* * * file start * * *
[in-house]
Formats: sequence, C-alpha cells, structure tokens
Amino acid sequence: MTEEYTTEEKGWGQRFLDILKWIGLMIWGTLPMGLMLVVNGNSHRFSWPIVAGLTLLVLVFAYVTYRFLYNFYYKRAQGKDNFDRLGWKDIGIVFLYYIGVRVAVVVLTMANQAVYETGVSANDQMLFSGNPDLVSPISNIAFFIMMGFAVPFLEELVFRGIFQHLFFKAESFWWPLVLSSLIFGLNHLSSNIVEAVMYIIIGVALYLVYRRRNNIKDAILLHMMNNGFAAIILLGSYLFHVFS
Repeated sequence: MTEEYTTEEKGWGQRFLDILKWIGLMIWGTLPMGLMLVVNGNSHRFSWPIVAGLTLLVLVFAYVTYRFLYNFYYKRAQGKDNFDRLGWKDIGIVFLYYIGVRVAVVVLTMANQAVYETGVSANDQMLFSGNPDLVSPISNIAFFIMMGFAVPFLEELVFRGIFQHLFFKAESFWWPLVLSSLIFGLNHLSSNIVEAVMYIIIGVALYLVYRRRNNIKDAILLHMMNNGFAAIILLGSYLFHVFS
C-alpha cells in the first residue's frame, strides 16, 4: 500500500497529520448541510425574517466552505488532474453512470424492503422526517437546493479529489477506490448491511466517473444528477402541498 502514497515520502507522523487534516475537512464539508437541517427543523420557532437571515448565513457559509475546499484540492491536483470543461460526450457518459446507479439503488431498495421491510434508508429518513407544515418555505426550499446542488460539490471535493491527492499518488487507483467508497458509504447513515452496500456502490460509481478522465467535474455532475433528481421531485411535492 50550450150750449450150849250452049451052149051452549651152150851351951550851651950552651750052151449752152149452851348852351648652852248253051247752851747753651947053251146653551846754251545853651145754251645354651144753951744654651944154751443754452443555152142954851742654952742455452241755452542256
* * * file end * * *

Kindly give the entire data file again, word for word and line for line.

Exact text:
[in-house]
Formats: sequence, C-alpha cells, structure tokens
Amino acid sequence: MTEEYTTEEKGWGQRFLDILKWIGLMIWGTLPMGLMLVVNGNSHRFSWPIVAGLTLLVLVFAYVTYRFLYNFYYKRAQGKDNFDRLGWKDIGIVFLYYIGVRVAVVVLTMANQAVYETGVSANDQMLFSGNPDLVSPISNIAFFIMMGFAVPFLEELVFRGIFQHLFFKAESFWWPLVLSSLIFGLNHLSSNIVEAVMYIIIGVALYLVYRRRNNIKDAILLHMMNNGFAAIILLGSYLFHVFS
Repeated sequence: MTEEYTTEEKGWGQRFLDILKWIGLMIWGTLPMGLMLVVNGNSHRFSWPIVAGLTLLVLVFAYVTYRFLYNFYYKRAQGKDNFDRLGWKDIGIVFLYYIGVRVAVVVLTMANQAVYETGVSANDQMLFSGNPDLVSPISNIAFFIMMGFAVPFLEELVFRGIFQHLFFKAESFWWPLVLSSLIFGLNHLSSNIVEAVMYIIIGVALYLVYRRRNNIKDAILLHMMNNGFAAIILLGSYLFHVFS
C-alpha cells in the first residue's frame, strides 16, 4: 500500500497529520448541510425574517466552505488532474453512470424492503422526517437546493479529489477506490448491511466517473444528477402541498 502514497515520502507522523487534516475537512464539508437541517427543523420557532437571515448565513457559509475546499484540492491536483470543461460526450457518459446507479439503488431498495421491510434508508429518513407544515418555505426550499446542488460539490471535493491527492499518488487507483467508497458509504447513515452496500456502490460509481478522465467535474455532475433528481421531485411535492 50550450150750449450150849250452049451052149051452549651152150851351951550851651950552651750052151449752152149452851348852351648652852248253051247752851747753651947053251146653551846754251545853651145754251645354651144753951744654651944154751443754452443555152142954851742654952742455452241755452542256